The top four distributors for wine in the U.S. are: Southern Glazer Wine and Spirits, Republic National Distributing, Chamer Sunbelt Group (merged with Wirtz), and Young's Market. These companies sell, deliver, and represent a majority of the wineries selling products in the U.S. and they control 60% market share of a $52.7 billion U.S. market of wines, spirits and beer. In reality the top 10 distributors represent 68.4% of all wine/spirit wholesalers market share.

Technology Enhances Wine, Spirits and Beer Labels

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What's the purpose of a wine label; or for that matter a label on spirits and beer? Obviously, the first response to that question is: to satisfy the TTB (Alcohol and Tobacco Tax and Trade Bureau) regulations. Once that is accomplished, the label space remaining may be used for branding and marketing copy. The fact is, there is very little space on bottle labels to get creative with messages. Now technology is helping solve the limited space on labels by way of RFID (radio frequency identification/ID) technology. Tap a smartphone on a NFC (Near Field Communications) tag embedded on a bottle and see what comes up on your smartphone; assuming there is currently a tag on the label.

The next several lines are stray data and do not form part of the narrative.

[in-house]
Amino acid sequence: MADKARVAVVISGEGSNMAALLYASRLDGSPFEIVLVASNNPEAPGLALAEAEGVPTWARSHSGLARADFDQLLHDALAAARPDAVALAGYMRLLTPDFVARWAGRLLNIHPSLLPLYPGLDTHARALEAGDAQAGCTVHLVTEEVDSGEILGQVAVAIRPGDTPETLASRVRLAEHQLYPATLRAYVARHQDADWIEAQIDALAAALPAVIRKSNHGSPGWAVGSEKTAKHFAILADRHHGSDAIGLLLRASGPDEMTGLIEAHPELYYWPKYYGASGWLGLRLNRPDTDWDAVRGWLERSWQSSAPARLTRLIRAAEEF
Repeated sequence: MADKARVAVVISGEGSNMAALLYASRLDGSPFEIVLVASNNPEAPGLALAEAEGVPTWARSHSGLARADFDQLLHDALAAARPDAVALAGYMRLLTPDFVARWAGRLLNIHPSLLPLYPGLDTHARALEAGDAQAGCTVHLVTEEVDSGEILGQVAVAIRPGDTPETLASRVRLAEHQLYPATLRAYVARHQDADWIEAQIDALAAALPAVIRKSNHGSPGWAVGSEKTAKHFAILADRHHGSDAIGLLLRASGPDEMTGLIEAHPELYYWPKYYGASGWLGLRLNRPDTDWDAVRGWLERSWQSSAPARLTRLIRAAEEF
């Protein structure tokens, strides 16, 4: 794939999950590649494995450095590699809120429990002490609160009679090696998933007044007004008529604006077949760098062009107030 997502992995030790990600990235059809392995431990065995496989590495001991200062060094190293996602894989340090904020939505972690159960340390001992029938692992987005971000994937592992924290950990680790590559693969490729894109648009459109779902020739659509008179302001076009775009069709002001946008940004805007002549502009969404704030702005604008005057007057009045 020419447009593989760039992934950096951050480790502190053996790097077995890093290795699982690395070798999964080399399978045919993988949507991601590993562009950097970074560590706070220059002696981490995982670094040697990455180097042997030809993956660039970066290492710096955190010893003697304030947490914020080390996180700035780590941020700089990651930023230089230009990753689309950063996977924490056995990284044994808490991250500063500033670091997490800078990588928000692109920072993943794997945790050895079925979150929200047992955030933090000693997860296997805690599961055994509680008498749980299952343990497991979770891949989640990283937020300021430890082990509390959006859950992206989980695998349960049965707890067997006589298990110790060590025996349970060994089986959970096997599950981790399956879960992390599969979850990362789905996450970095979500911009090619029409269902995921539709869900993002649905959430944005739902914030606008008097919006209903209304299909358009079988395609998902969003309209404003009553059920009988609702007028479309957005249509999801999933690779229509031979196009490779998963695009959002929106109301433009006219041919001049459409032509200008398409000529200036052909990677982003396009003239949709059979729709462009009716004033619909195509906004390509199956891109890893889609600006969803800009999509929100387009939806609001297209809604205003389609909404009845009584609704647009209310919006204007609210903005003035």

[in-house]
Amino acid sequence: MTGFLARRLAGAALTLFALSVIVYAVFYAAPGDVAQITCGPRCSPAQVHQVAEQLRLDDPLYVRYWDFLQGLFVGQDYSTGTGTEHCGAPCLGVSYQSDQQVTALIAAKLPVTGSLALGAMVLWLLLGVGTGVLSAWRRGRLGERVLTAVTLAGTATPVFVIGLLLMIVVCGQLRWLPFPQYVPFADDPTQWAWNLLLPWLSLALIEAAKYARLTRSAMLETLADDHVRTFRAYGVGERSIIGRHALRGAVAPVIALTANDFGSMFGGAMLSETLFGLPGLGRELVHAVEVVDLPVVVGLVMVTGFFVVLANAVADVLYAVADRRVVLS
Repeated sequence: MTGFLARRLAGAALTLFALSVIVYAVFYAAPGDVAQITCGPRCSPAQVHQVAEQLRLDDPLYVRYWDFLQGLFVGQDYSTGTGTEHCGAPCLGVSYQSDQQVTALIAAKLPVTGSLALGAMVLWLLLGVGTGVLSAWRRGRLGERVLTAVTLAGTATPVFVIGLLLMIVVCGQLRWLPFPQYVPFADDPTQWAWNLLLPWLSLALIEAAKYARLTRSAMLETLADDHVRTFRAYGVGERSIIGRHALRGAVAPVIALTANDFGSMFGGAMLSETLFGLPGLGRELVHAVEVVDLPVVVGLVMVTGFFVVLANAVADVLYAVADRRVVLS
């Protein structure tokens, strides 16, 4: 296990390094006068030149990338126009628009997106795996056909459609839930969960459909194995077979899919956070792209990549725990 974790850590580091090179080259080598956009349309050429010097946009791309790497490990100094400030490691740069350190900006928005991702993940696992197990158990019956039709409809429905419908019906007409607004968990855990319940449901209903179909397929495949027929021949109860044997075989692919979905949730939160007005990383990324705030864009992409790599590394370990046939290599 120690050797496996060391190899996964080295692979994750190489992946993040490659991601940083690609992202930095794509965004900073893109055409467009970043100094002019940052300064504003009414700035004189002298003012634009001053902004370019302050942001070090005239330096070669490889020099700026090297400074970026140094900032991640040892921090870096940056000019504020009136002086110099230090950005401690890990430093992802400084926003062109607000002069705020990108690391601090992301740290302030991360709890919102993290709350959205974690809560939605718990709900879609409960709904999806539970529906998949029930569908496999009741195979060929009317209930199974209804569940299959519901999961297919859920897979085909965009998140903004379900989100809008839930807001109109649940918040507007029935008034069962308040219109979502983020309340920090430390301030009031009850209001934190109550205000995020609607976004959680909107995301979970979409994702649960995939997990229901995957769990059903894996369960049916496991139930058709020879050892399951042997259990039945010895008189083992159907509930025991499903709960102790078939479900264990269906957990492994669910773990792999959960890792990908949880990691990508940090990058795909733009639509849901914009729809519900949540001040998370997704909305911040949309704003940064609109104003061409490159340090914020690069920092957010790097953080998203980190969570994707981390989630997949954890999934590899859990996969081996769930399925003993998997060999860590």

Depending on a winery's budget and the number of smartphones enabled with RFID tag readers (newer smartphones have built-in reader capability), wine, beer and spirits producers can communicate directly with the consumer while they are standing in front of the bottle or can. These electronic tags can impart information in any format. The information can be audio, a message or automatically opening a website page; the choice is up to the winery or craft beverage company. The most economical tag option is to use NFC tags embedded in a label or a very thin flexible film adhered to a bottle.

This NFC technology has different names such as Smart Labels, Tags, and OpenSense Tags; the moniker I use is "Tap Tags". Smart Labels (originated in the consumer products industry) are starting to appear on food, personal care and pharma items. Although extremely limited, spirits, beer and wine are recent joiners. In fact, companies using smart label tags are not just the big players in the food and personal care space but are also used by small start-ups. Basically, tags are a means for producers of products to give the consumer more information than is possible to print on a label. But, the benefits of such tags aren't just in dispensing more information, it is also about branding, loyalty, increased sales, etc.